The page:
I wanted to know if anyone had ever created art from keypunch cards but they didn’t know of any. (I later figured out a way. See my future blog to be written on artibooks).
It was the second half of the 70s when the first color copier became available to customers at a local copy shop. I quickly became hooked. Starting with using the machines like huge cameras, I started making still lifes with objects placed directly on the platen glass. Later I was making collages to print. I got so involved with the print quality and color output adjustments I was offered a job running and maintaining the Xerox 6500. This made it possible for me to both do my own experiments at cost and to see the work of other artists starting to use copiers in creative ways. I printed for a lot of comic book artists, illustrators and graphic designers. I took note of who was working as artists using copiers.
At one point I taught workshops on techniques learned from experimenting with copier features, moving originals on the platen during the copy process, and making adjustments on both the Xerox and the black and white machines (also known as copy machine art). (Some of this is discussed in The Creative Camera by Nancy Howell-Koehler, 1989.) The Evening News on a local TV station had me demonstrate how to make copy art.
Noticing the wonderful artworks people were having me copy and doing themselves inspired the idea that a show would be important. The world should see this. At the time I was in the process of preparing for an exhibition of my own work at San Francisco’s Hot Flash of America. I discussed my ideas with them and later obtained support from the copy store owner. The Copy Art Exhibition held in 1980 was born.
As I was pulling together the work to be shown I realized that a more comprehensive exhibit would be possible by including artists as jurors who would give a more balanced view. I invited Stephanie Weber who worked in a fine arts aesthetic and Buster Cleveland who worked in a mail art genre.
As the invitations were sent out and word got around the art work poured in from all over the world. Before I knew it, the time to review the work for the final showing arrived.
But one big hitch occurred...Hot Flash the space for the exhibit was closing!
It was sudden and without warning. I had no space. With Buster’s help, we found that LaMamelle just happened to be available and a new agreement was formed.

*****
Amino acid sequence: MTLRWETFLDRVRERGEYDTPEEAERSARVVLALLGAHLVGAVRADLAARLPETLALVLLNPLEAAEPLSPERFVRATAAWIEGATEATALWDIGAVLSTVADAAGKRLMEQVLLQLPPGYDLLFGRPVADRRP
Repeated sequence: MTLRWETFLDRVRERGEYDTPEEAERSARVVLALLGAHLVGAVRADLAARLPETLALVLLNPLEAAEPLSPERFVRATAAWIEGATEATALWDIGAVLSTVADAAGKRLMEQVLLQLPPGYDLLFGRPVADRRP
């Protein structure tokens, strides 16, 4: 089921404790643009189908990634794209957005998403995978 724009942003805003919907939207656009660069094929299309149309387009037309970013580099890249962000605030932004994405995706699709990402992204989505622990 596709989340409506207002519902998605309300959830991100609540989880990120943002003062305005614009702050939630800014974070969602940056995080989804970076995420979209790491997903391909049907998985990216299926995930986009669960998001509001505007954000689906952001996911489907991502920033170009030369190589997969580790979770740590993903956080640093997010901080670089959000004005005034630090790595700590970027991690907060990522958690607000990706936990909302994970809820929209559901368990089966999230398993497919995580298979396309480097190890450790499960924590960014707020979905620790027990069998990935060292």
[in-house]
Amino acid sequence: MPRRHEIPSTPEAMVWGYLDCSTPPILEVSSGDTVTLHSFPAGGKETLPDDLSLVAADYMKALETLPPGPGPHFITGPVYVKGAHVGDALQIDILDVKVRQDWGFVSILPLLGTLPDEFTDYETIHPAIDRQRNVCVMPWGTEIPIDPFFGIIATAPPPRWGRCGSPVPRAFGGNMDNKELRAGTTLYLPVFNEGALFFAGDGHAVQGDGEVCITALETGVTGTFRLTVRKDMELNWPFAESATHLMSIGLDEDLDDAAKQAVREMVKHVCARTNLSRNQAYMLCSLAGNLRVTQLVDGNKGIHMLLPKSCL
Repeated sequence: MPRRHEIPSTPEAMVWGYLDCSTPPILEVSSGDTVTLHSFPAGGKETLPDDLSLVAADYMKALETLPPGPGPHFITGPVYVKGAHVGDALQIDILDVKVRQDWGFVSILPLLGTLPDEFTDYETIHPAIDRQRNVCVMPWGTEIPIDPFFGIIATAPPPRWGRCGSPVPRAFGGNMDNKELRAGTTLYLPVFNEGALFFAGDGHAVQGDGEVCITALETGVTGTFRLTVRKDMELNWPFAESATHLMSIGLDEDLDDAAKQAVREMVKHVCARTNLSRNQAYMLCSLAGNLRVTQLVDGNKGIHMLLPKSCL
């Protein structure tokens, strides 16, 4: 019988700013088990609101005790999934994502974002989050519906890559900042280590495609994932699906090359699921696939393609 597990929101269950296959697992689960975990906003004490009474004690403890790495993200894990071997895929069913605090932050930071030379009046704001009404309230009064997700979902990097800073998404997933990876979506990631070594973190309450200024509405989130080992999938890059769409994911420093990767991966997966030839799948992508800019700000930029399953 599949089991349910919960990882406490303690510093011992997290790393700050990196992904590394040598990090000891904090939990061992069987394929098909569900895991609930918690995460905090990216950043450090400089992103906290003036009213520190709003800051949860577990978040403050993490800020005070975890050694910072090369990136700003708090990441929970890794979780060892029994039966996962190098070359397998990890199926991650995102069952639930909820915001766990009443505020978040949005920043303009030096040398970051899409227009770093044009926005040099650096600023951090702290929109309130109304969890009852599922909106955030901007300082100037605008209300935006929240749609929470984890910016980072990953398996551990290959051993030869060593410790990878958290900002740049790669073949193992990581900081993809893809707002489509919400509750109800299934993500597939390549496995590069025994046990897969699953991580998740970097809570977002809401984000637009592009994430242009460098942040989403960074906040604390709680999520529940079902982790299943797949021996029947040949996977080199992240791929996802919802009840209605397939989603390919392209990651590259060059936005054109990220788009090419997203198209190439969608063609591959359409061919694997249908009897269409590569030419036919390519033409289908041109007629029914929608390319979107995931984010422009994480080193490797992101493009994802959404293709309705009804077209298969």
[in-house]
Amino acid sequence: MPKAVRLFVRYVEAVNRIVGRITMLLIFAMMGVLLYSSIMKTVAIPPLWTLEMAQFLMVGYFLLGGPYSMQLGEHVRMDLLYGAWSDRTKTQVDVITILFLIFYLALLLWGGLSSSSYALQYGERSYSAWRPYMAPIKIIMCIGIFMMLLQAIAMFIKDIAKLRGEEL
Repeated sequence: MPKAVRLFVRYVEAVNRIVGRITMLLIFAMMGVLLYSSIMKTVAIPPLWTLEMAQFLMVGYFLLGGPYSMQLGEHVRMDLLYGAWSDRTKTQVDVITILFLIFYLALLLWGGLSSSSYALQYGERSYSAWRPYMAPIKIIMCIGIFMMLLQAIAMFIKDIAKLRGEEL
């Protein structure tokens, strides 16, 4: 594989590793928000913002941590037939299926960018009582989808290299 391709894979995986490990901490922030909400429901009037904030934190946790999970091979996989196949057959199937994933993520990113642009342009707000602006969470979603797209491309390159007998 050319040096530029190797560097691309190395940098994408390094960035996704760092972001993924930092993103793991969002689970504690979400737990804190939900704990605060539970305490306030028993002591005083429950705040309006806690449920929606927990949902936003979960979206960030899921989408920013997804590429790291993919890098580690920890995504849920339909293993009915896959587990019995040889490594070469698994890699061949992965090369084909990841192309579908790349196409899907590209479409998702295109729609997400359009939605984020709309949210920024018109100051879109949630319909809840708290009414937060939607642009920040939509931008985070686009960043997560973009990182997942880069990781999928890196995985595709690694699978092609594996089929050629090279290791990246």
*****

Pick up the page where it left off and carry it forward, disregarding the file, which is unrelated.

I approached Xerox and Canon copier companies for sponsorship. Xerox wasn’t interested – they were launching their own show. Canon however loaned me a new large format copier with reduction capabilities, including paper and technical support if and when it was needed. People attending the show were allowed to make free art on the Canon. With this I made a billboard and the first issue of The Monthly.
Works not already framed were matted and framed by a shrink wrap process and hung by Stephanie with Nancy Frank’s help. I rushed to make a catalog for each artist using both black and white, and the 6500 machines. I did not want to use anything else other than a copier to produce this because I wanted the show to be completely copy art. It has since become a collectible.
Artweek and several other publications wrote positive reviews about the show, much to the surprise of some critics of the art medium. It was through this show I later met Jesse of JES Archive and was invited to the InterDADA 80 event.
All of this helped to make copy art spread quickly in San Francisco as venues to show and sell the artwork opened. A gallery on Columbus Ave in North Beach area named Electroarts moved into part of the Postcard Palace space where several copy artists sold postcard editions. It also housed a Xerox 6500. At around the same time calendars produced in multiple editions were made by Barbara Cushman of the store and gallery, A Fine Hand. Several artists submitted page designs and they were bound in unusual ways. I still have my copies.
Today I make a few copy art pieces but with the death of the 6500, the lush image quality is just not the same. Many of us who used copiers extensively now use personal computers and printers instead.
Copy art though is still used for chapbooks and small edition runs of art prints and books. The excitement of having an alternative to more expensive printing set in motion the making of a new movement toward ‘zines and postcards. More controversial work could easily get published. Little known but happening in the Bay Area printing industry was a censorship against what you could print. Presses either refused outright or quoted exorbitant rates to discourage anything being published that was seen as controversial. I had a difficult time trying to find a printer to run off a large offset edition of my The Monthly magazine, an all female mail art magazine. Not feminist but to some it was, threatening the pressmen. With issue three I received returned layout boards stepped on and torn apart. The quality of the printing was okay but work was sabotaged. You can see this preserved in some of the magazine's pages.
Nowadays artists can publish a lot on the new print on demand sites. But before this, there was copy art.
What's in the name? Copy art refers to art made on copy machines. Some other terms used are xerography, Xerox art, copy machine art, and electrostatic art. Many artists prefer the term copy art because it is more generic as to the process not specific to a machine.